My wife once said that amongst the many noble reasons that I became a teacher, it was also because I don't like to be told what to do.
This has never occurred to me before, but she's probably right. Teachers spend most of their day deciding how and when and what they will do. There is curriculum, of course, and procedures and schedules, but in the end, teachers dictate the course of each day.
It occurs to me that perhaps this is one of the reasons why I struggle to find faith as well, particularly in light of the Catholic Church's recent announcement on how to handle the ashes of the cremated (though they continue to stress that burial is preferable to cremation):
Ashes must be kept “in a holy place, that is a cemetery or a church or in a place that has been specifically dedicated to this purpose. The conservation of ashes in the home is not allowed."
“Furthermore, in order to avoid any form of pantheistic or naturalistic or nihilistic misunderstanding, the dispersion of ashes in the air, on the ground, on water or in some other way as well as the conversion of cremated ashes into commemorative objects is not allowed.”
I'm not Catholic, but this still annoy me.
The words "is not allowed" repulse me.
The rationale ("...to avoid any form of pantheistic or naturalistic or nihilistic misunderstanding") is essentially admitting to a fear that cremation and the spreading of ashes might lead people to believe that religion need not be so codified, structured, and authoritarian.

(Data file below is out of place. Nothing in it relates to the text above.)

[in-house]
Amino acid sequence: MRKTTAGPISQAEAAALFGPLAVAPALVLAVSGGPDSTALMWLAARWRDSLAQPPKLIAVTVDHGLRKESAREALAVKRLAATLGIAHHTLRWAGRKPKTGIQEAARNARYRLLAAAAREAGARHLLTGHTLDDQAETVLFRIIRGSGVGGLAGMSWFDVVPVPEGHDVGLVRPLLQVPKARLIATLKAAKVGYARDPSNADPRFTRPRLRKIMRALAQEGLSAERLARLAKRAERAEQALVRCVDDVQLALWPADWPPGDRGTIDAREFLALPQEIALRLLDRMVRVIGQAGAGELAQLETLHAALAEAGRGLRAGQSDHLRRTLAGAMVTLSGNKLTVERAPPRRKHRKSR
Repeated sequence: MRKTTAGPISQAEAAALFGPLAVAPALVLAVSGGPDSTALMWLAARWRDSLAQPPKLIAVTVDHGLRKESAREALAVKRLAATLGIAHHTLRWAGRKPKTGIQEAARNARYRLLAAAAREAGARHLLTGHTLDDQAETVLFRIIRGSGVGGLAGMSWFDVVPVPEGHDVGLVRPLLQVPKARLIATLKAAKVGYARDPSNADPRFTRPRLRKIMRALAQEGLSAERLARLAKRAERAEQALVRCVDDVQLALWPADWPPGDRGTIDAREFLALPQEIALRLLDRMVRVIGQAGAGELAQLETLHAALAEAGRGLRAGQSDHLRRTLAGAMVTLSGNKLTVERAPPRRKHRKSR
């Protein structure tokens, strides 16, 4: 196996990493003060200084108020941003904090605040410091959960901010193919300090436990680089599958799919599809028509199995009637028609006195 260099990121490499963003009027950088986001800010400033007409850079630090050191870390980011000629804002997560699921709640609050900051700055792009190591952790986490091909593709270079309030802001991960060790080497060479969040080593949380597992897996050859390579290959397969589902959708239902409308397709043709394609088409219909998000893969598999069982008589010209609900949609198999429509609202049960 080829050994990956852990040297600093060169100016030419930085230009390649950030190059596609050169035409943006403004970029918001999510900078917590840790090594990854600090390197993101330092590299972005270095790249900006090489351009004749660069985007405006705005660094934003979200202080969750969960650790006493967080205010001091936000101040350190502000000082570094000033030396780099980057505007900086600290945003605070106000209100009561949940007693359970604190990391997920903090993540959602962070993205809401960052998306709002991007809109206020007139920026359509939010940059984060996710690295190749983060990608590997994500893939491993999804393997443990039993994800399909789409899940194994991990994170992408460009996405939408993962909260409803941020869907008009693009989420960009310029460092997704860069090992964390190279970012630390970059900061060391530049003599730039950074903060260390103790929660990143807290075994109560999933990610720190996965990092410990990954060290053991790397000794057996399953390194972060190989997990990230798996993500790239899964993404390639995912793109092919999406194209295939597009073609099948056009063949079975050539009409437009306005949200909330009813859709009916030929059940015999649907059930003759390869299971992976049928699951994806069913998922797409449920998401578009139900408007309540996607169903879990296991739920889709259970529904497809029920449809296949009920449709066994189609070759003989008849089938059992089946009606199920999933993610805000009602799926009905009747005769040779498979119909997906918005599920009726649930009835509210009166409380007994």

The decision over how a person's remains will be handled following their death should absolutely be made by the deceased. Death is hard enough without a church adding complication, unnecessary specificity, or guilt to the process by supposing that God would give a damn about how a person's atoms are returned to the universe.
I don't believe in God (despite my desire to do so). I don't speak or pretend to know God. But I am nevertheless fairly certain that if God exists, the disposal of a soul's earthly vessel is not on his radar.
And what about all the Catholics who have come before this edict? What about all the believers who have had their ashes spread over hill and dale? Were they given the stink eye by God upon their arrival in Heaven? Has their decision caused unhealthy levels of pantheism or naturalism or nihilism their loved ones? Have they doomed their family members to a lifetime of doubt?
This whole business strikes me as unnecessary, silly, and a little cruel. Also, Elysha is right. I can't stand it when someone tries to tell me or anyone else what to do.